Restaurant Canada has called for more “sector-specific” support after the federal budget was released on Monday.
In a press release issued on April 19, the organization said it welcomed commitments outlined in the federal budget, including promises to extend the rent and wage subsidies until September 25; however, they also called for more to be done as millions of people are still out of work.
“We appreciate that the government has listened to our industry and others and is extending the critically necessary rent and wage subsidies beyond June,” said Restaurants Canada President and CEO Todd Barclay.
“These programs are providing a lifeline to restaurants and other small businesses across the country. But our especially hard-hit industry is going to need more sector-specific support to continue reviving main streets and help the government keep its throne speech promise to bring a million Canadians back to work.”
According to the release, Restaurants Canada “commends” the federal government for committing to other measures, including a new Canada Recovery Hiring Program, reductions in credit card transaction fees, and a new line of credit to help small businesses with liquidity and cover short-term working capital needs.
The organization offered several recommendations it would like to see turned into a framework for further sector-specific support, including a further extension of rent and wage subsidies until April 2022, Federal tax credits to help cover costs associated with the COVID-19 safety protocols and partial forgiveness for all government-backed loans including Highly Affected Sectors Credit Availability Program.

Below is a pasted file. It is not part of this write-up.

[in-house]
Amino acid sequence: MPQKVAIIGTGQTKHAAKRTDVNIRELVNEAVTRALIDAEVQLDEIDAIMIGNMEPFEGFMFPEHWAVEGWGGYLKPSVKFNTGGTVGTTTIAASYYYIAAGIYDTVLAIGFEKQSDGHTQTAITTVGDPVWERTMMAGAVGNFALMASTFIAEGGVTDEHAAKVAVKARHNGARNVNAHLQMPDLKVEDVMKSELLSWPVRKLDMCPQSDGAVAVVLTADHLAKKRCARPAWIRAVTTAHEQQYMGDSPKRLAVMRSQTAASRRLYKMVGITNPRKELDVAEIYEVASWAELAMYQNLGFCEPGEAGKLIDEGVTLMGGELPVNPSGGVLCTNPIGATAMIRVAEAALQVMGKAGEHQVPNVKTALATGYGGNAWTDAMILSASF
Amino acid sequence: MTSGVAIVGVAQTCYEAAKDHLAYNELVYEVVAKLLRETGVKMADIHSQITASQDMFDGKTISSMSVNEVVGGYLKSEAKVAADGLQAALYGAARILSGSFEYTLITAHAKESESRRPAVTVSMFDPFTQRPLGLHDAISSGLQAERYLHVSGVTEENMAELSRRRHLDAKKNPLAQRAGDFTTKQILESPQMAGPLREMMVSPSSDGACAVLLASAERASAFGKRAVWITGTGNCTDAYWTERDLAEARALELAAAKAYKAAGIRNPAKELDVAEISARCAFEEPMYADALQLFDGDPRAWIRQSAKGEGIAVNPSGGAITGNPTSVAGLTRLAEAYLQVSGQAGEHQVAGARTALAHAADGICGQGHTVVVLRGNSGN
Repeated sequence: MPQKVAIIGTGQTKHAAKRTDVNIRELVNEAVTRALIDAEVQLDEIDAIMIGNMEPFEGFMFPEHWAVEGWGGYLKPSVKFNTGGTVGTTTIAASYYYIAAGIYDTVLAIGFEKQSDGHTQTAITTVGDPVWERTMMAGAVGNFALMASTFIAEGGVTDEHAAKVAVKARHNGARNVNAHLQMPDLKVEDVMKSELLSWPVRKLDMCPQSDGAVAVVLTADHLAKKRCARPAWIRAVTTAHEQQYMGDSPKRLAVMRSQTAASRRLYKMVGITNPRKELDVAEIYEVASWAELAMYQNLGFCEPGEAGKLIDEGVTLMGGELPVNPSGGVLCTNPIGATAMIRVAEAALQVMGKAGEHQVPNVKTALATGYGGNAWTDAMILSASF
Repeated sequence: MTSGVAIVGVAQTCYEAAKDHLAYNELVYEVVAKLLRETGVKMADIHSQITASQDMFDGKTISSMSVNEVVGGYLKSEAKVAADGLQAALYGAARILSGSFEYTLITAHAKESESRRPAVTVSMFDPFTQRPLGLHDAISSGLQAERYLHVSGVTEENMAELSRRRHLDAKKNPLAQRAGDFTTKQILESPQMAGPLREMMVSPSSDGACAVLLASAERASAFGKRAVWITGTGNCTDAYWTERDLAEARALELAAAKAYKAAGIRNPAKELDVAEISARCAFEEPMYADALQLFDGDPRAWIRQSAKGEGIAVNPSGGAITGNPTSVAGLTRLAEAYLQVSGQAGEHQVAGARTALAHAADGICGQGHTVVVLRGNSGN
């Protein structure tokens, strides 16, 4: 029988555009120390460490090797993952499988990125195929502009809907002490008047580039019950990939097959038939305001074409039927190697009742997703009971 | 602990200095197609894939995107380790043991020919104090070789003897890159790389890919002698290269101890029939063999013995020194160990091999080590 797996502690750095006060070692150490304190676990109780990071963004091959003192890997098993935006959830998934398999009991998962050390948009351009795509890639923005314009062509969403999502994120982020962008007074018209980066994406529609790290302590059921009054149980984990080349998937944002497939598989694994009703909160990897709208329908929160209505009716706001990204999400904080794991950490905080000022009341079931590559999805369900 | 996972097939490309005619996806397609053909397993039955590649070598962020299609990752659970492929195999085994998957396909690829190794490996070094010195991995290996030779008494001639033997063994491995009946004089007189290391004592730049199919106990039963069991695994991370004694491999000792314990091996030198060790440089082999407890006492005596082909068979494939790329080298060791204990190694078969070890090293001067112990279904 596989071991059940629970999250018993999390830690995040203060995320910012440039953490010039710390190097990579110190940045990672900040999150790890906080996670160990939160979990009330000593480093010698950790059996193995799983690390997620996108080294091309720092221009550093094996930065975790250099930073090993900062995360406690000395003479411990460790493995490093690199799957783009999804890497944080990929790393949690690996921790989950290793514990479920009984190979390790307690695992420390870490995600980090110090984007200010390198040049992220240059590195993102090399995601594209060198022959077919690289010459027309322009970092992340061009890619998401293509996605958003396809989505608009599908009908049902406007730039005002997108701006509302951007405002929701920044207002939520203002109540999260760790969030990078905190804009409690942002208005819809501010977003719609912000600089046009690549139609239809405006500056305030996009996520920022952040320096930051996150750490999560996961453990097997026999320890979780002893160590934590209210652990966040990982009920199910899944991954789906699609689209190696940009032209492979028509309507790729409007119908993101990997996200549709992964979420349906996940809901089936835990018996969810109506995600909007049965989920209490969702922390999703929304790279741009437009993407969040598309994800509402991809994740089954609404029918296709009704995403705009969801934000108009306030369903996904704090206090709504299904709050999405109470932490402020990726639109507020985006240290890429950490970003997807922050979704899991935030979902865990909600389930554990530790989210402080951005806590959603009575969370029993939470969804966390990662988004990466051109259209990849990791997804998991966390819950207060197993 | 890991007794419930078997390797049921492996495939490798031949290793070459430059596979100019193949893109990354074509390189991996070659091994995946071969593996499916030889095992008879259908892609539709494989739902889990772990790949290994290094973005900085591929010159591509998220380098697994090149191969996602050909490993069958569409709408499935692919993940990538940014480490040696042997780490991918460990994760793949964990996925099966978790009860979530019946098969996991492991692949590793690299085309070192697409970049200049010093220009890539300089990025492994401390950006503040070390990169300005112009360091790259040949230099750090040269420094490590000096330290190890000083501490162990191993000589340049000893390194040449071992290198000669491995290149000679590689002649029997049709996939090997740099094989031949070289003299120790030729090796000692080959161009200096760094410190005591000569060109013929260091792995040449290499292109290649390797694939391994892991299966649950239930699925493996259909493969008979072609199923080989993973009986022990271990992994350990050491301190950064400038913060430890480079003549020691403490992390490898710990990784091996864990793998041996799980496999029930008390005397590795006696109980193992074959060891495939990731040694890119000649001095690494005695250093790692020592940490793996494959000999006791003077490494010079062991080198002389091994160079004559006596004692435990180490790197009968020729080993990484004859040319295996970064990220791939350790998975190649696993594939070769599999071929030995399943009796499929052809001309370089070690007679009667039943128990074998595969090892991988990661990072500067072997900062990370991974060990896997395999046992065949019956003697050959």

The group also called for the creation of a nationwide rebate where Canadians save 50% when they dine at restaurants, courtesy of a government reimbursement of $15 per meal.
The group is also asking for an expansion of the current “meals and expenses” business tax credit and a culinary tourism incentive for the 2021 and 2022 tax years, in addition to other measures.
“We are more than a year into the COVID-19 crisis, and about 350,000 of the 1.2 million jobs that our industry typically provides have still not been recovered. We need the federal government to help us continue creating conditions to bring these Canadians back to work,” said Olivier Bourbeau, Restaurants Canada Vice President, Federal and Quebec